I didn’t have … date or anything, so I and this friend of mine, Mal Brossard, that was on … wrestling team decided we’d take … bus into Agerstown and have … hamburger and maybe see … lousy movie.


  1. Translate into English.

1. Я как-то побаиваюсь летать на самолете. 2. Думаю, он понимал, что мы его разыгрывали, потому что кто-то хихикнул. 3. Он сам готовит себе еду. 4. Сегодня солнечно, я гуляла без пальто. 5. Армия Спасения – международная благотворительная организация. 6. Спустя какое-то время ему все надоело. 7. Ну и напугался же ребенок! 8. Холден еле отдышался. 9. Потом все началось заново. 10. Он мысленно представил себе, как поедет на Запад. 11. Она была без макияжа. 12. Я, наконец, покончу с этой неприятной работой. 13. Он у нас чуть с ума не сошел. 14. Они выглядят такими худосочными. 15. На заправке не оказалось бензина нужной марки. 16. Совсем неплохо было отдохнуть на побережье. 17. Она ведет себя совсем как настоящая учительница. 18. А я все шел и шел по незнакомой улице, пока не оказался в деловой части города.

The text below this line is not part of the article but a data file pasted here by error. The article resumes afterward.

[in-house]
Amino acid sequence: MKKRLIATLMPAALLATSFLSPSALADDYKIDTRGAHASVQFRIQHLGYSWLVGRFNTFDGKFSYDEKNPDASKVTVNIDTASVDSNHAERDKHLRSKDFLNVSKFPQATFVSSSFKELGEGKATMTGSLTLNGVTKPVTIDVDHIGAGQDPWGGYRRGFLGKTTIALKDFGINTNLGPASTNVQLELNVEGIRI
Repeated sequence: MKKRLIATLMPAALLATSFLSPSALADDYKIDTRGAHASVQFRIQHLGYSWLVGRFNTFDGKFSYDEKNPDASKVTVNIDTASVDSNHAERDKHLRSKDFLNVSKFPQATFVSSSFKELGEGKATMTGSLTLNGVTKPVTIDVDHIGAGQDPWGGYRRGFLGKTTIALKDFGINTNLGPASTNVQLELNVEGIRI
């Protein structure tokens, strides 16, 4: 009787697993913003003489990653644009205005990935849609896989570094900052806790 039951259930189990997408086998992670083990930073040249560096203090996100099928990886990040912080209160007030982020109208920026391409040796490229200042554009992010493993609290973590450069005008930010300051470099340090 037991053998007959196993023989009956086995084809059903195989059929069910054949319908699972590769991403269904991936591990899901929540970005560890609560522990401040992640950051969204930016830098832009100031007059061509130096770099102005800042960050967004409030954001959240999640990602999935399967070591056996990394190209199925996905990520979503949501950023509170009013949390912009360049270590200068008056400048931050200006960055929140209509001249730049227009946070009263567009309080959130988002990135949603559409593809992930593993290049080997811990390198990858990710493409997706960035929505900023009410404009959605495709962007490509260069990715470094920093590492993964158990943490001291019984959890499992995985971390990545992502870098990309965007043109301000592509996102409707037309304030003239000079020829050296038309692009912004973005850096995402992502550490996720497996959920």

1. Comment on the excerpt from the Russian translation of “Catcher in the Rye”. Use it for simultaneous back translation into English.